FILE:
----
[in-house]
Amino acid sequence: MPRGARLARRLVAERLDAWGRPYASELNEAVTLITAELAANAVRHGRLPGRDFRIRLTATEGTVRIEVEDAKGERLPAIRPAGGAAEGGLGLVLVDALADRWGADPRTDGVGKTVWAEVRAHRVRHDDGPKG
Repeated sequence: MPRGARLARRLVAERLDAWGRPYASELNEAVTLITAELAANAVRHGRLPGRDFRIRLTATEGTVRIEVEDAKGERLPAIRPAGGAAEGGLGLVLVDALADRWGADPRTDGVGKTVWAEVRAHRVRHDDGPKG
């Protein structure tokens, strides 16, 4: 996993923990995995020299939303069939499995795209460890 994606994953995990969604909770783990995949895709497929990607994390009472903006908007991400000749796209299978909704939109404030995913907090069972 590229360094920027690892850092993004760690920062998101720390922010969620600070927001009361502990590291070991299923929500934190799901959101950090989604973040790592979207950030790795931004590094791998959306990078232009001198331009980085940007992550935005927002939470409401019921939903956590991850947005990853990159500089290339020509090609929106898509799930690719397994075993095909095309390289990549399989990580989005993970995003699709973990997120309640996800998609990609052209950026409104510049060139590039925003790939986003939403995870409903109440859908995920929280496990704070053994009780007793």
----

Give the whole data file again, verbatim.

[in-house]
Amino acid sequence: MPRGARLARRLVAERLDAWGRPYASELNEAVTLITAELAANAVRHGRLPGRDFRIRLTATEGTVRIEVEDAKGERLPAIRPAGGAAEGGLGLVLVDALADRWGADPRTDGVGKTVWAEVRAHRVRHDDGPKG
Repeated sequence: MPRGARLARRLVAERLDAWGRPYASELNEAVTLITAELAANAVRHGRLPGRDFRIRLTATEGTVRIEVEDAKGERLPAIRPAGGAAEGGLGLVLVDALADRWGADPRTDGVGKTVWAEVRAHRVRHDDGPKG
């Protein structure tokens, strides 16, 4: 996993923990995995020299939303069939499995795209460890 994606994953995990969604909770783990995949895709497929990607994390009472903006908007991400000749796209299978909704939109404030995913907090069972 590229360094920027690892850092993004760690920062998101720390922010969620600070927001009361502990590291070991299923929500934190799901959101950090989604973040790592979207950030790795931004590094791998959306990078232009001198331009980085940007992550935005927002939470409401019921939903956590991850947005990853990159500089290339020509090609929106898509799930690719397994075993095909095309390289990549399989990580989005993970995003699709973990997120309640996800998609990609052209950026409104510049060139590039925003790939986003939403995870409903109440859908995920929280496990704070053994009780007793």